Travel was always a part of Sharon Mercer’s life ever since she was kid. She grew up as a military brat and lived in several bases in the U.S. and abroad, including bases in Kuwait, Egypt, India and Brazil. She even worked for American Express International Travel for awhile until her husband, Chris, was diagnosed with an anaplastic astrocytoma.
“It was all happening so fast. Our world shifted, and we were now learning how to navigate life with brain cancer,” recalls Sharon.
It was four years ago that Chris suffered two seizures that left him unable to speak. At first the couple thought they were transient ischemic attacks or ministrokes. Chris learned of his brain tumor after his third episode. He had several treatments, including brain surgery while he was awake. He also enrolled in a clinical trial for an experimental treatment, but was later removed from the study due to the progression of the tumor. Chris’ brain tumor and treatments have affected his personality, mood, short-term memory, eyesight and, especially, communication with his loved ones. Chris is currently taking three medications to manage the effects of his brain tumor.
“There are so many ups and downs on this journey for Chris, yet I try to stay flexible and adjust to his needs.”
For Sharon, she viewed Chris’ health as a priority. She felt it was necessary to put herself second as a caregiver.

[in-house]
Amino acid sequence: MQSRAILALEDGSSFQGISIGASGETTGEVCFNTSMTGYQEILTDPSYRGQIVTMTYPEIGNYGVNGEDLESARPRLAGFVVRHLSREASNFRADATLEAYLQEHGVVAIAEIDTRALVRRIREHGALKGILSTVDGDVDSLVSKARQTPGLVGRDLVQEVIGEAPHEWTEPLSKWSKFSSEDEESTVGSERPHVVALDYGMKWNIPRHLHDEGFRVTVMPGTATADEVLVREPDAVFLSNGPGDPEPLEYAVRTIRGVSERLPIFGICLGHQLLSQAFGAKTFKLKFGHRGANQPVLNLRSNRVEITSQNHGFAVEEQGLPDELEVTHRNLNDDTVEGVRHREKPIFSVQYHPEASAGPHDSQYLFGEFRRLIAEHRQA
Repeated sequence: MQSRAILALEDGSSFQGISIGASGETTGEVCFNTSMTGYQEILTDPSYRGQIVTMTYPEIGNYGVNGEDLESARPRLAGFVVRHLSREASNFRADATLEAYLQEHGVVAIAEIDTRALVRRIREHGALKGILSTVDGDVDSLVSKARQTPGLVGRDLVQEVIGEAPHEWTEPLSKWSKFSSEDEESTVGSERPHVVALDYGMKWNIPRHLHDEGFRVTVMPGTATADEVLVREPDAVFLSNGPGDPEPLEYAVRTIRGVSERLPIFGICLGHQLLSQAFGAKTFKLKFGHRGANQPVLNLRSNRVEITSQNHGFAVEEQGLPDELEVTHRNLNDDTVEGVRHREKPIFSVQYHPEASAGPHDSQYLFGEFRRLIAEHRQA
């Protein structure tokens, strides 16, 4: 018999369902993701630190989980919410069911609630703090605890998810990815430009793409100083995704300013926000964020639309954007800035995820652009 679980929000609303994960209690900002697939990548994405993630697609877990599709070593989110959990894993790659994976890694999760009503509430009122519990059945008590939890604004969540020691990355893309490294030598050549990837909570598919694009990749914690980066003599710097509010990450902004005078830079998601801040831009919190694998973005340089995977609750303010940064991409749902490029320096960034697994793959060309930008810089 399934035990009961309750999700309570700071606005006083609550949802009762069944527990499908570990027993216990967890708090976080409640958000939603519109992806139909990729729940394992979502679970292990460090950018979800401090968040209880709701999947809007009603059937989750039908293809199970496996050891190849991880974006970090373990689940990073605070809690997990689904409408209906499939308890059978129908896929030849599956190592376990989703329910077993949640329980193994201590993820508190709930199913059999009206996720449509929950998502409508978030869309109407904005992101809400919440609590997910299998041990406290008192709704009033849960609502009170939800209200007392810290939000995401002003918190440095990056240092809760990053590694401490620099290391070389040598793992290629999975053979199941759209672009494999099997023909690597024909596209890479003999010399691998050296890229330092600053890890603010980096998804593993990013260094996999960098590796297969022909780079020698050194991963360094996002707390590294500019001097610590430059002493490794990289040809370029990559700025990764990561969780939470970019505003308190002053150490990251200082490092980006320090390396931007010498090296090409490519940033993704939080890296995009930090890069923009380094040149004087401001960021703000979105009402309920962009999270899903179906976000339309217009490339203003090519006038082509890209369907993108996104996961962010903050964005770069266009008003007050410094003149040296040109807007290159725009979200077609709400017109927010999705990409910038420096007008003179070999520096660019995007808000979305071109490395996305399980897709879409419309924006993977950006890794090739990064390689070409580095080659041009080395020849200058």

“When Chris was first diagnosed with a brain tumor, I was really struggling emotionally, physically and mentally, and because I couldn’t lean on my husband for help, I knew I needed to find support.”
Sharon reached out to the American Brain Tumor Association to find that support, and was able to receive guidance on financial resource options, insurance and brain tumor treatments. She was connected to a nurse to help understand MRI reports and learned strategies to help her cope with caregiving for her husband. Now she asks for help from family and friends to assist Chris, like taking him to an appointment or driving him to places.
It has been four years since the initial diagnosis, and Sharon continues to work toward finding a healthy balance when caring for her husband and herself. When things are really overwhelming, she takes time to rest and refresh, such as staying at a nearby bed and breakfast. The time away not only helps Sharon, but she also comes back recharged and ready to care for her husband again.
The most important thing Sharon did for herself with the help of the ABTA was to partner with a mentor who also walked along a similar journey.
“This was the biggest blessing. My mentor, Robin, embraced me,” said Sharon. “She heard and got my story. She was there for me when the diagnosis of brain cancer was so devastating.”
The ability to connect with someone who understands the brain tumor experience, like a peer mentor, can be comforting and healing. It doesn’t take away the diagnosis and all the fears that come with it, but it lets people know that they are not alone, according to Vince Rock, MSW, ABTA program manager, who leads the ABTA CommYOUnity Connect mentorship program. The program has made over 600 mentor-mentee matches since May 2015.
“This connection between a peer mentor and mentee can be powerful. Several of our mentors have told us they never had a mentor of their own, and they want to offer that support to someone who is walking in the same shoes,” says Vince.
Robin is still Sharon’s mentor to this day, and they’ve had the opportunity to meet each other and their respective families on their travels.